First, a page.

Introduction to Blood Disorders of Horses
Blood cells form and develop mostly in the bone marrow, that is, the tissue located in the cavities of bones. Blood performs a variety of important functions as it circulates throughout the body. It delivers oxygen and vital nutrients (such as vitamins, minerals, fats, and sugars) to the body’s tissues. It carries carbon dioxide to the lungs to be exhaled and waste products to the kidneys and liver to be eliminated from the body. It transports hormones, which are chemical messengers, to various parts of the body, allowing those parts to communicate with each other. Blood also includes cells that fight infection and platelets that control bleeding.
There are 3 cellular elements of blood: red blood cells, white blood cells, and platelets. Basically, red blood cells supply the body with oxygen; white blood cells protect against infection; and, platelets start the formation of blood clots.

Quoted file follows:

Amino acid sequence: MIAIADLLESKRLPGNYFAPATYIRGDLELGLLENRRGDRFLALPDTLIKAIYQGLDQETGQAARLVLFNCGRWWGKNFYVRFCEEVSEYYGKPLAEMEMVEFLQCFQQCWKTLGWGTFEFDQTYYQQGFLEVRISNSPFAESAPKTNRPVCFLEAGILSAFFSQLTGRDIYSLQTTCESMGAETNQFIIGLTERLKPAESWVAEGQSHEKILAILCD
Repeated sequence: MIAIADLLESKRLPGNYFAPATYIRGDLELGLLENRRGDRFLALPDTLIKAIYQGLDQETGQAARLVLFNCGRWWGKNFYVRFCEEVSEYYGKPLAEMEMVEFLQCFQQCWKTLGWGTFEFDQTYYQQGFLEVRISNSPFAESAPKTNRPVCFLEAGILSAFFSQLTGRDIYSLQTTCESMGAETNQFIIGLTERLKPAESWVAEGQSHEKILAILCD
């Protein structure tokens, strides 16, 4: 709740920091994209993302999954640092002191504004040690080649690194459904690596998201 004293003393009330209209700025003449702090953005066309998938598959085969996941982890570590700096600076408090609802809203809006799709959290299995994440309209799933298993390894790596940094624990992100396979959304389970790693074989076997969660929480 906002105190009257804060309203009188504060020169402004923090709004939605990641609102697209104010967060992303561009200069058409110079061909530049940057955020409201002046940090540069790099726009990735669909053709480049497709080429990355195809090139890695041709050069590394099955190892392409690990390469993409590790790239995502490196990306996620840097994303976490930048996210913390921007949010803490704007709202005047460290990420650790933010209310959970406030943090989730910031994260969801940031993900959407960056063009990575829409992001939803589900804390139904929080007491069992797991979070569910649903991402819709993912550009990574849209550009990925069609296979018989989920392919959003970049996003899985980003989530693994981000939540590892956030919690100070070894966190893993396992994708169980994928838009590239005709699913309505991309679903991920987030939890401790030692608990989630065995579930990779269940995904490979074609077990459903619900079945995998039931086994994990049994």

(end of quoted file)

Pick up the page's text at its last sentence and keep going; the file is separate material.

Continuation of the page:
Blood disorders are quite diverse. They can occur as normal responses to abnormal situations; for example, a significant increase in the number of white blood cells in response to an infection or disease. They may also occur as primary abnormalities of the blood; for example, a deficiency of all cellular elements of the blood due to bone marrow failure. Furthermore, abnormalities may be quantitative (too many or too few cells) or qualitative (abnormalities in the way cells function). It is helpful to understand what the names of some blood disorders mean, as they often provide a description of the disorder itself (see Suffixes table below). Like people, horses have different blood groups or types. Researchers have identified 8 blood types in horses: A, C, D, K, P, Q, U, and T. Groups A, C, and Q are considered the most important. Horse owners and breeders will often have a record of their horse’s blood type. This should be included in the medical records for your horse.
Suffixes Used in Names of Blood Disorders
Also see professional content regarding blood and blood disorders.